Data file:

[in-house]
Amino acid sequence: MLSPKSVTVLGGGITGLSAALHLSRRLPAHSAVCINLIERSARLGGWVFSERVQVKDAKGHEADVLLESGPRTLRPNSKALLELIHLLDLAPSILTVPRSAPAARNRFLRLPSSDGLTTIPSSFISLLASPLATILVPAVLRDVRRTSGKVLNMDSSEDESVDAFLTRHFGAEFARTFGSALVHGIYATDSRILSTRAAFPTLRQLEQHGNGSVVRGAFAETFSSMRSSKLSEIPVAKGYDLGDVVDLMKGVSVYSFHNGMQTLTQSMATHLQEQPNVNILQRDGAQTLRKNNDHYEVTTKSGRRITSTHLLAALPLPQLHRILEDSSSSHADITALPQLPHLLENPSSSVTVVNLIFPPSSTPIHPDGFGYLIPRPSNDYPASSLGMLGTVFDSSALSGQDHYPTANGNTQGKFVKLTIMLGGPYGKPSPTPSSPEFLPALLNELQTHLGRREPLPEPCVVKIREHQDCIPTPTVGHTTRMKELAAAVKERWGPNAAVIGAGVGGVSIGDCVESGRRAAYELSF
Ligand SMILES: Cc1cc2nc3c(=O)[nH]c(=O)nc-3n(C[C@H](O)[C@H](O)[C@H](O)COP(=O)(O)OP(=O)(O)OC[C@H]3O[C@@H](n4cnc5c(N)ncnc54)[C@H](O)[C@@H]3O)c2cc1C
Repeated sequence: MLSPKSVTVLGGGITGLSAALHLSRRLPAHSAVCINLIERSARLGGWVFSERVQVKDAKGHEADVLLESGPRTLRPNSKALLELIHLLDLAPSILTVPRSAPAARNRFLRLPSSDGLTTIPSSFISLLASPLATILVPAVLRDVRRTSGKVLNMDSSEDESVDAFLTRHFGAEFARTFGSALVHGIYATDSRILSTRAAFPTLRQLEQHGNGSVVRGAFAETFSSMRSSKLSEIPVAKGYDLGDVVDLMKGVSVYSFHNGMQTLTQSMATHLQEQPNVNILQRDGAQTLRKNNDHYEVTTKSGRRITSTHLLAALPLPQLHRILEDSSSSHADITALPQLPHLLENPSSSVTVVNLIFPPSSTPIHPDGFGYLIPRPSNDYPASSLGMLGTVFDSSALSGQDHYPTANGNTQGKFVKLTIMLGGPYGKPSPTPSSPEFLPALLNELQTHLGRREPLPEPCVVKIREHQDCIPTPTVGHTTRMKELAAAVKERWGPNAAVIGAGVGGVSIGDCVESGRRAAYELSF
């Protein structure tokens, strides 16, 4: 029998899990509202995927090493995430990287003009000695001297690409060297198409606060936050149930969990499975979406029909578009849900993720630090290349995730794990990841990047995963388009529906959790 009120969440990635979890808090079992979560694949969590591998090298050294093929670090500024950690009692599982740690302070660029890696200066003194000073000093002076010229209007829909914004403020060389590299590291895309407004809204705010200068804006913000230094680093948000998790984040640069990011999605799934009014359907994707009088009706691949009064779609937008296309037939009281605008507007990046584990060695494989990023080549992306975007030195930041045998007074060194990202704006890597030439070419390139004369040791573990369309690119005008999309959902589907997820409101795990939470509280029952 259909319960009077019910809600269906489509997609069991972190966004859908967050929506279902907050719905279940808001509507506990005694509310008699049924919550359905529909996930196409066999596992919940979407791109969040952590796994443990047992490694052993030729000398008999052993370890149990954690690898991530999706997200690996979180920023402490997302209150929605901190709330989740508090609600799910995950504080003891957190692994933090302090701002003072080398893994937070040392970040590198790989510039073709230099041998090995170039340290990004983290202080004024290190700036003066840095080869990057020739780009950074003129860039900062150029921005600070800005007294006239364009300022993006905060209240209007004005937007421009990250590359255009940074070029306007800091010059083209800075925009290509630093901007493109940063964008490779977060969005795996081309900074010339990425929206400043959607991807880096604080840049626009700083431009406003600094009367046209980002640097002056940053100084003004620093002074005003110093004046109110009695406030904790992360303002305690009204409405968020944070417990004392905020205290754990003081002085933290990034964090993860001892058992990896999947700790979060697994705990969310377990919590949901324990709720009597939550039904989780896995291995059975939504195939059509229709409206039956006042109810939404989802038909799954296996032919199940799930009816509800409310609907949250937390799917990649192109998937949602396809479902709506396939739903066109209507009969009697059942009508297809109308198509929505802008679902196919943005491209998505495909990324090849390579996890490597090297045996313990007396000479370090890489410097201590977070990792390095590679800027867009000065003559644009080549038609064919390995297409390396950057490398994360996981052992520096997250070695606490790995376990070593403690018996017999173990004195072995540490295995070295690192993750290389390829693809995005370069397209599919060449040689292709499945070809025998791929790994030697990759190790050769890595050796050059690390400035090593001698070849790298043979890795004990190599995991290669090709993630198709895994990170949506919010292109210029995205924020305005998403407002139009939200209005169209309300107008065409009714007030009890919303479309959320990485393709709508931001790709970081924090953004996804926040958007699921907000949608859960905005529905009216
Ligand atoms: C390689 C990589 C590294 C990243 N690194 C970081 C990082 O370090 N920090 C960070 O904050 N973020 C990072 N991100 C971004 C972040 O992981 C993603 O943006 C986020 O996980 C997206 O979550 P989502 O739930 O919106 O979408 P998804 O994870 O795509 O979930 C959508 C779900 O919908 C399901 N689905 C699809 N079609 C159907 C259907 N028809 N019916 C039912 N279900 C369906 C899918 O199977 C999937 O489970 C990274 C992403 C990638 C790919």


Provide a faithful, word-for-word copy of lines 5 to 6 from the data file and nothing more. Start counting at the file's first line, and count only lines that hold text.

């Protein structure tokens, strides 16, 4: 029998899990509202995927090493995430990287003009000695001297690409060297198409606060936050149930969990499975979406029909578009849900993720630090290349995730794990990841990047995963388009529906959790 009120969440990635979890808090079992979560694949969590591998090298050294093929670090500024950690009692599982740690302070660029890696200066003194000073000093002076010229209007829909914004403020060389590299590291895309407004809204705010200068804006913000230094680093948000998790984040640069990011999605799934009014359907994707009088009706691949009064779609937008296309037939009281605008507007990046584990060695494989990023080549992306975007030195930041045998007074060194990202704006890597030439070419390139004369040791573990369309690119005008999309959902589907997820409101795990939470509280029952 259909319960009077019910809600269906489509997609069991972190966004859908967050929506279902907050719905279940808001509507506990005694509310008699049924919550359905529909996930196409066999596992919940979407791109969040952590796994443990047992490694052993030729000398008999052993370890149990954690690898991530999706997200690996979180920023402490997302209150929605901190709330989740508090609600799910995950504080003891957190692994933090302090701002003072080398893994937070040392970040590198790989510039073709230099041998090995170039340290990004983290202080004024290190700036003066840095080869990057020739780009950074003129860039900062150029921005600070800005007294006239364009300022993006905060209240209007004005937007421009990250590359255009940074070029306007800091010059083209800075925009290509630093901007493109940063964008490779977060969005795996081309900074010339990425929206400043959607991807880096604080840049626009700083431009406003600094009367046209980002640097002056940053100084003004620093002074005003110093004046109110009695406030904790992360303002305690009204409405968020944070417990004392905020205290754990003081002085933290990034964090993860001892058992990896999947700790979060697994705990969310377990919590949901324990709720009597939550039904989780896995291995059975939504195939059509229709409206039956006042109810939404989802038909799954296996032919199940799930009816509800409310609907949250937390799917990649192109998937949602396809479902709506396939739903066109209507009969009697059942009508297809109308198509929505802008679902196919943005491209998505495909990324090849390579996890490597090297045996313990007396000479370090890489410097201590977070990792390095590679800027867009000065003559644009080549038609064919390995297409390396950057490398994360996981052992520096997250070695606490790995376990070593403690018996017999173990004195072995540490295995070295690192993750290389390829693809995005370069397209599919060449040689292709499945070809025998791929790994030697990759190790050769890595050796050059690390400035090593001698070849790298043979890795004990190599995991290669090709993630198709895994990170949506919010292109210029995205924020305005998403407002139009939200209005169209309300107008065409009714007030009890919303479309959320990485393709709508931001790709970081924090953004996804926040958007699921907000949608859960905005529905009216
Ligand atoms: C390689 C990589 C590294 C990243 N690194 C970081 C990082 O370090 N920090 C960070 O904050 N973020 C990072 N991100 C971004 C972040 O992981 C993603 O943006 C986020 O996980 C997206 O979550 P989502 O739930 O919106 O979408 P998804 O994870 O795509 O979930 C959508 C779900 O919908 C399901 N689905 C699809 N079609 C159907 C259907 N028809 N019916 C039912 N279900 C369906 C899918 O199977 C999937 O489970 C990274 C992403 C990638 C790919």